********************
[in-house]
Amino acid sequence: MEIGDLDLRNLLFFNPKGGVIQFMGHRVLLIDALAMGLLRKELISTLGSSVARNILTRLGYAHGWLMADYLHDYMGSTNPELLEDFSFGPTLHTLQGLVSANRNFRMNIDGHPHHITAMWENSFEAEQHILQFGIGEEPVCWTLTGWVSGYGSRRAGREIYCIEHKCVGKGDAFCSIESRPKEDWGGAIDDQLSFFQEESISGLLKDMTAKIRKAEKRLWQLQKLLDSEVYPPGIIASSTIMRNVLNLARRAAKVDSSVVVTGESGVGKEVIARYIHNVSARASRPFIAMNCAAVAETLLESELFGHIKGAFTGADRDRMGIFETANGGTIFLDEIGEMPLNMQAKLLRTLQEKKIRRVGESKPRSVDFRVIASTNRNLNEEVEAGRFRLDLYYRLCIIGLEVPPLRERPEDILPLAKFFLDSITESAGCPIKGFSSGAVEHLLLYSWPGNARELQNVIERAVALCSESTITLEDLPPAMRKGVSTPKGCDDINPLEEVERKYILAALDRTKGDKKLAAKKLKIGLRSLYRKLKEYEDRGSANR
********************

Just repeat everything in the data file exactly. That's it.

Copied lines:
[in-house]
Amino acid sequence: MEIGDLDLRNLLFFNPKGGVIQFMGHRVLLIDALAMGLLRKELISTLGSSVARNILTRLGYAHGWLMADYLHDYMGSTNPELLEDFSFGPTLHTLQGLVSANRNFRMNIDGHPHHITAMWENSFEAEQHILQFGIGEEPVCWTLTGWVSGYGSRRAGREIYCIEHKCVGKGDAFCSIESRPKEDWGGAIDDQLSFFQEESISGLLKDMTAKIRKAEKRLWQLQKLLDSEVYPPGIIASSTIMRNVLNLARRAAKVDSSVVVTGESGVGKEVIARYIHNVSARASRPFIAMNCAAVAETLLESELFGHIKGAFTGADRDRMGIFETANGGTIFLDEIGEMPLNMQAKLLRTLQEKKIRRVGESKPRSVDFRVIASTNRNLNEEVEAGRFRLDLYYRLCIIGLEVPPLRERPEDILPLAKFFLDSITESAGCPIKGFSSGAVEHLLLYSWPGNARELQNVIERAVALCSESTITLEDLPPAMRKGVSTPKGCDDINPLEEVERKYILAALDRTKGDKKLAAKKLKIGLRSLYRKLKEYEDRGSANR